That man that sent a joke tweet about blowing up an Airport is due to appeal his conviction today in the high court.
"Crap! Robin Hood airport is closed. You've got a week and a bit to get your shit together otherwise I am blowing the airport sky high!" read the original tweet from Paul Chambers that has caused so much controversy.
One week after tweeting this message he was arrested by anti-terror police for making a bomb threat. Probably already thinking this was some sort of elaborate practical joke; Mr Chambers was shocked to be found guilty in a magistrate's court for "sending, by means of a public electronic communications network, a message of a menacing character", which could be one of the loosest sounding convictions ever.
The ultimate outcome of this was that he lost his job and was fined £1000; all of this because of a joke.
As Wired reports, Mr Chambers has already been through one appeals process at Doncaster Crown Court in September and November 2010. Amazingly he lost and his fines were raised to £2600. The short sightedness of the legal system in this instance was amazing, and many people agree including famous comedians. Stephen Fry famously said he would pay any fines that Mr Chambers incurred and would even be willing to face jail time to protest the results of these hearings.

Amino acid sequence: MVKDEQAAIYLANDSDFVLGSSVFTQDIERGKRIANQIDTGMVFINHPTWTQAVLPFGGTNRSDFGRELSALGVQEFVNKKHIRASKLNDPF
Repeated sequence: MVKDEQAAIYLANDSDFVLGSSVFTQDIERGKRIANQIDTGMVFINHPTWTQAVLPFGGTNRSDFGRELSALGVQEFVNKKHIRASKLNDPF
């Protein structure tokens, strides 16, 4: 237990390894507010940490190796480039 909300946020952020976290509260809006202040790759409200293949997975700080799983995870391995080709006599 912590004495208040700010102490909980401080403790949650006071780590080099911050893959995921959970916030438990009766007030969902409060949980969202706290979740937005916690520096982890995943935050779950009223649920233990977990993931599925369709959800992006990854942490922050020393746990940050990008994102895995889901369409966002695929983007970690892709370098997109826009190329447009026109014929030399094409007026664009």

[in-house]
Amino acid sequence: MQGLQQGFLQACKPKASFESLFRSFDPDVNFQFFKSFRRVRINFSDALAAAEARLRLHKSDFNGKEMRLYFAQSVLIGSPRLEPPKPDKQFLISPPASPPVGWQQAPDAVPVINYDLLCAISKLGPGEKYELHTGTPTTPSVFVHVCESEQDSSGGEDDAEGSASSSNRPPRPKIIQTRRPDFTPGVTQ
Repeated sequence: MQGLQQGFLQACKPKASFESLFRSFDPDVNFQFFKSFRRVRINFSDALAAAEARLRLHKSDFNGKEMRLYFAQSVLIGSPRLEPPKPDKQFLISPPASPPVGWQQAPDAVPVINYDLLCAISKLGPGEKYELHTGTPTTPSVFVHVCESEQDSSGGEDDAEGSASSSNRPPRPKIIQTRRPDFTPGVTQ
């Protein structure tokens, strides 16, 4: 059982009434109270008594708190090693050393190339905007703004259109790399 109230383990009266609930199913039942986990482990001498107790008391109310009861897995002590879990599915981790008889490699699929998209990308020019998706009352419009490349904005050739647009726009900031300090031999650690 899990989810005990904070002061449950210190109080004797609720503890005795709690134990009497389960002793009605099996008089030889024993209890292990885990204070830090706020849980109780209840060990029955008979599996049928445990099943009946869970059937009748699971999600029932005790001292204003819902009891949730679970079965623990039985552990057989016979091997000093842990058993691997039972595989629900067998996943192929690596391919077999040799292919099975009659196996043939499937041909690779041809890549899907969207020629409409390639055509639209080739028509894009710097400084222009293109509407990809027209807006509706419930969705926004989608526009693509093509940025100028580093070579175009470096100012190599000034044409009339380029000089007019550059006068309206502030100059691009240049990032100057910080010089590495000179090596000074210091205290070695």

The argument for this new appeal is that Mr Chambers' right to free speech and freedom of expression had been violated.
It seems amazing to me that it has reached this stage. Doesn't a court, filled with - you hope - intelligent people, see that someone who genuinely plans to blow up an airport wouldn't announce it in a public forum? Wouldn't he have gathered supplies or made plans? What evidence beyond a joke do they have that he was ready to blow anything up?
The decision made by the high court in this instance will set a precedent for future instances where jokes and statements are taken out of context to sound far worse than they actually are, making this a very important case for internet free speech.